She’s coming off an impressive last year-plus, reaching the fourth round at the most recent Wimbledon and Australian Open. In between, she became the youngest WTA tournament champion since 2004. She recorded wins over Venus Williams and Naomi Osaka.

Gauff will bid over the next nine months to qualify for the U.S. Olympic team outright by being among the top four Americans in WTA rankings after the 2021 French Open. Therefore, her result at this French Open will not count toward Olympic qualifying.

She is currently ranked 51st overall and eighth among Americans.

FRENCH OPEN DRAWS: Men | Women | TV Schedule

Earlier Sunday, Williams finished her 2020 with a third first-round loss in as many Grand Slam tournaments — 6-4, 6-4 to Slovakian Anna Karolina Schmiedlova.

With the WTA’s autumn Asian swing canceled, Williams said she won’t play before next season starts in Australia.

Williams, 40 years old and ranked 76th, will need a scintillating start to 2021 to make the U.S. Olympic team in singles. She is currently the 14th-highest-ranked American. If she doesn’t make it in singles, Williams (or Gauff) could be chosen as a doubles-only player for the Tokyo Games.

Top seed Simona Halep took the last 10 games of her 6-4, 6-0 win over Spaniard Sara Sorribes Tormo. Halep, who is on a 15-match win streak dating to February, could play Gauff in the quarterfinals.

On the men’s side, Stan Wawrinka swept Andy Murray 6-1, 6-3, 6-2 in a battle of three-time major champions and a rematch of their life-changing 2017 semifinal in Paris.

“I need to have a long, hard think about it,” Murray said. “I don’t feel like the conditions are an excuse for it.”

It marked Murray’s first match on clay since that semi, won by Wawrinka in five sets. After that match three years ago, Wawrinka underwent two knee surgeries and Murray had two hip surgeries. Neither has made a Grand Slam semifinal since, and Murray nearly retired due to hip problems.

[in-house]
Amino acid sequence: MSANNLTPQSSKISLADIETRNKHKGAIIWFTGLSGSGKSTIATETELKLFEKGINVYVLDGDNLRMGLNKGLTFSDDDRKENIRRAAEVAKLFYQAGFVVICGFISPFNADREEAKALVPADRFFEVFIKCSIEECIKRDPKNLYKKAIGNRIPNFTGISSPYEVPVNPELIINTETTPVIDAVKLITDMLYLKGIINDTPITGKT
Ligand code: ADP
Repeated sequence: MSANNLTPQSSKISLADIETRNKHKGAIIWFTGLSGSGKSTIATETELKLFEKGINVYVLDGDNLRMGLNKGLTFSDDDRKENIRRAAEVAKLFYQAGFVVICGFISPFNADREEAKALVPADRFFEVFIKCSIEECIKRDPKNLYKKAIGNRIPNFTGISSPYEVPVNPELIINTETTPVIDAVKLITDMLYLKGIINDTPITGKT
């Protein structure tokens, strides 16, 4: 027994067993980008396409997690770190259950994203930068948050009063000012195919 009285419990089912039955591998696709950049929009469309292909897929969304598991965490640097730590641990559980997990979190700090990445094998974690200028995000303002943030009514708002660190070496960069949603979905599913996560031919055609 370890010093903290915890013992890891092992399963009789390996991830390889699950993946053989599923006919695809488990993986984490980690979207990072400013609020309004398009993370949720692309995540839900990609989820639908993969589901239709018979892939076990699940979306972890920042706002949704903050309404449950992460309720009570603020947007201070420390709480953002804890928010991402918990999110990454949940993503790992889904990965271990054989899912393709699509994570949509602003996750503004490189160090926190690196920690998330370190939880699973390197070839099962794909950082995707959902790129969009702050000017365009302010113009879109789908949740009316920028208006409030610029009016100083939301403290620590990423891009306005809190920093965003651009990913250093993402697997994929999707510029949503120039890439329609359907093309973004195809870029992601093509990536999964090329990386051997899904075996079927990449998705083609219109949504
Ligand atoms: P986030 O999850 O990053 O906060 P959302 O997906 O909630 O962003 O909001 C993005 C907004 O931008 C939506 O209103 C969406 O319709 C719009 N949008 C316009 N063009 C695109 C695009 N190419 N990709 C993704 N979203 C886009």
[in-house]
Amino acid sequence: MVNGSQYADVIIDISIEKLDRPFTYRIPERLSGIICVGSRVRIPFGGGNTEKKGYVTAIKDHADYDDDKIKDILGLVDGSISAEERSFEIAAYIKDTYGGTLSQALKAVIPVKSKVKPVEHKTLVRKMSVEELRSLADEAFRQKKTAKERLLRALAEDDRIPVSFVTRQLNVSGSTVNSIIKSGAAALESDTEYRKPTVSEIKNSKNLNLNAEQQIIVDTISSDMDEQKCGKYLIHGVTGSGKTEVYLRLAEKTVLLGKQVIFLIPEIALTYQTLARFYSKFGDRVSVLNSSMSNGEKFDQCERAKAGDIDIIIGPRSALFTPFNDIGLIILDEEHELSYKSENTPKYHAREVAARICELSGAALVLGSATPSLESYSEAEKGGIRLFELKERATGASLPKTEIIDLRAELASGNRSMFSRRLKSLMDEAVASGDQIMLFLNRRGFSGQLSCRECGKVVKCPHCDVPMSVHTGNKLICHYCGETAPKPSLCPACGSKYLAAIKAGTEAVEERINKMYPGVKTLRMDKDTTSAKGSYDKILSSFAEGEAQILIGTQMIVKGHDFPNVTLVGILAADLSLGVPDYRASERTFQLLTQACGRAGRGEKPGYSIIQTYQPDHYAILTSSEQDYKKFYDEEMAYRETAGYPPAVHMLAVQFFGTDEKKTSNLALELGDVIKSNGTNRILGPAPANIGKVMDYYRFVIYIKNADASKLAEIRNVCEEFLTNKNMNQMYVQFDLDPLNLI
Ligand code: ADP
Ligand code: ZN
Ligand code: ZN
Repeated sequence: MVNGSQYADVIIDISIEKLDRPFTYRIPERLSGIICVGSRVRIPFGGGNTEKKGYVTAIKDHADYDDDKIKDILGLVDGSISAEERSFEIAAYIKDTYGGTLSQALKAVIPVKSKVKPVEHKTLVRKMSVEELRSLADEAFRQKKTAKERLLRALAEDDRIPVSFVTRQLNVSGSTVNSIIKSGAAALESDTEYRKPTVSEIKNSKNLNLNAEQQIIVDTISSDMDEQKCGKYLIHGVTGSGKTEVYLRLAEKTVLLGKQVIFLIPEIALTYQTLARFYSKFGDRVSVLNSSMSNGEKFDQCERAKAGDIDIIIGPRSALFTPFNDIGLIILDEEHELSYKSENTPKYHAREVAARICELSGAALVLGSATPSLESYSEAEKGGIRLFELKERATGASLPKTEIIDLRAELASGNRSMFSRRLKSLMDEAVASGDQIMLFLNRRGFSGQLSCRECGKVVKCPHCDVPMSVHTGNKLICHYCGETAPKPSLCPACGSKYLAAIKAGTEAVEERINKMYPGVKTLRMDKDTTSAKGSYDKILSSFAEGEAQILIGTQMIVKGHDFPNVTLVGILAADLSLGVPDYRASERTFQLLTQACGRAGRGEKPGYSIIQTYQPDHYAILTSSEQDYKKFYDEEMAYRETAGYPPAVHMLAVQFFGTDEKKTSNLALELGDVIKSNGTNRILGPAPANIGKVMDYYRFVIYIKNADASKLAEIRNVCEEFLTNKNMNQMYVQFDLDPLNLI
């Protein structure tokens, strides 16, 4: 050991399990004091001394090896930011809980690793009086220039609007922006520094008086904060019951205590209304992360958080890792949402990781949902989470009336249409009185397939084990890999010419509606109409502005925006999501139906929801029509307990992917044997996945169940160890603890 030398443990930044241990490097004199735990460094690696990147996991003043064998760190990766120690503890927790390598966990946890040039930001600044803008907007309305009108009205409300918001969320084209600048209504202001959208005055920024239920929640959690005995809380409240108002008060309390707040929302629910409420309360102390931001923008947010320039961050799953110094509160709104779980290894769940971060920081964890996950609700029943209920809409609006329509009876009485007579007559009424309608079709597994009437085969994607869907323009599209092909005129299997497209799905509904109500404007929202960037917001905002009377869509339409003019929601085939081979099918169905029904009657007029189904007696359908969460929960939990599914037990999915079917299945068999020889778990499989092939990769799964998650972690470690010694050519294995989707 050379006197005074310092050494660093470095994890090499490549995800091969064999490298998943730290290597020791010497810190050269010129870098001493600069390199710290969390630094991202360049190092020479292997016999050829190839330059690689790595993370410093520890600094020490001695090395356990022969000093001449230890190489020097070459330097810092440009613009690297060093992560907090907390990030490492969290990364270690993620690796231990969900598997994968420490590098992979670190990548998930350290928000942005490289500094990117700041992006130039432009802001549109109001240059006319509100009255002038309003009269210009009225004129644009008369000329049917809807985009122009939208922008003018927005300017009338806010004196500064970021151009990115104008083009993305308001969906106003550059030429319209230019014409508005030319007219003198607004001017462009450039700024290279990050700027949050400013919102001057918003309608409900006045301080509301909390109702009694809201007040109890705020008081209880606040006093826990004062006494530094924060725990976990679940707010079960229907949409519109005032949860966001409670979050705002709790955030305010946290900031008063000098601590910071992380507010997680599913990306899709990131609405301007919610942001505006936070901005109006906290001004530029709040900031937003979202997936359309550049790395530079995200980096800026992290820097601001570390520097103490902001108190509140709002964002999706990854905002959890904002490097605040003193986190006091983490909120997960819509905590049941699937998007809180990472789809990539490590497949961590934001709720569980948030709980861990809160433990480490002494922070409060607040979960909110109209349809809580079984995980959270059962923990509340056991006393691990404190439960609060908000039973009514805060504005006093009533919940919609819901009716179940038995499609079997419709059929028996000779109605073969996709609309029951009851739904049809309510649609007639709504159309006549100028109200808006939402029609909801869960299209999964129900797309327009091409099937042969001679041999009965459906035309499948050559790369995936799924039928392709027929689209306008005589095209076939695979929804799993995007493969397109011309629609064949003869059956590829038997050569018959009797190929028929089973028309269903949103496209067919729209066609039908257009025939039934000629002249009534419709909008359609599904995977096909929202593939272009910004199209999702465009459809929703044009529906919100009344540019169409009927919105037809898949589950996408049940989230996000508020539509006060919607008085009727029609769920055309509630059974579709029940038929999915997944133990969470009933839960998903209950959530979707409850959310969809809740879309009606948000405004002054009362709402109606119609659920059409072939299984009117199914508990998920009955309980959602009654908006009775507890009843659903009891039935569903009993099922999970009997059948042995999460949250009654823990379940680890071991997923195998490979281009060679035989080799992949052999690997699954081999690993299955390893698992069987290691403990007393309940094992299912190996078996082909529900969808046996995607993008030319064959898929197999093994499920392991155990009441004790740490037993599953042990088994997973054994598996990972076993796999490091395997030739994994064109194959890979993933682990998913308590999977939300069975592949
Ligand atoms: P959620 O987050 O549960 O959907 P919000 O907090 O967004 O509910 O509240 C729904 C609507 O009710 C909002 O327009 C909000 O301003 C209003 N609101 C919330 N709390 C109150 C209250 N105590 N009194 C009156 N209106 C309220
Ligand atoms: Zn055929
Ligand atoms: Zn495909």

U.S. men went 3-0 on Sunday after winning one match total at the 2019 French Open.

The most notable victor: Sebastian Korda, the 20-year-old son of Czech 1998 Australian Open winner Petr Korda and brother of Nelly Korda, the world’s second-ranked female golfer.

Korda beat Italian veteran Andreas Seppi 6-2, 4-6, 6-3, 6-3 to become the youngest U.S. man to win a French Open main-draw match since 18-year-old Andy Roddick defeated Michael Chang in 2001.

Korda, after his first tour-level win, gets John Isner in the second round.

Serena Williams and Rafael Nadal, each trying to tie Grand Slam singles titles records, play first-round matches on Monday.

MORE: Halep, Comaneci and the genesis of a Romanian friendship

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Julian Alaphilippe wins world road race title with late attack

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Julian Alaphilippe became the first Frenchman to win a road cycling world title in 23 years, attacking late and holding on to prevail by 24 seconds in Imola, Italy, on Sunday.

Alaphilippe, who wore the Tour de France yellow jersey for 16 stages between the last two years, went clear from a star-filled group at the top of the last climb with about eight miles left of a 160-mile day.

“It was a dream of my career, you know,” said Alaphilippe, whose best previous worlds finish was eighth. “I came here with, for sure, a lot of ambition. It’s just a dream day for me.”

Belgian Wout van Aert took silver, followed by Swiss Marc Hirschi in a five-man bunch sprint for the last two medals. Van Aert also earned silver in the time trial on Friday.

Slovenian Primoz Roglic, who was second in the Tour de France, finished sixth in the same time as the silver and bronze medalists after more than six and a half hours of racing.

The top American was Sepp Kuss in 52nd place, 12:35 behind.

Full results are here.

The last Frenchmen to win world titles were Laurent Brochard (road race) and Laurent Jalabert (time trial) in 1997.

Slovenian Tadej Pogacar, who won the Tour de France last Sunday, attacked with 26 miles left. He led by as much as 25 seconds before being reeled back in with about 13 miles to go.

The cycling season continues with the last two Grand Tours, each starting later than normal due to the coronavirus pandemic. The Giro d’Italia begins Oct. 3, and the Vuelta a Espana starts Oct. 20, before the Giro finishes.

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MORE: A more equal future for women’s cycling? Lizzie Deignan has high hopes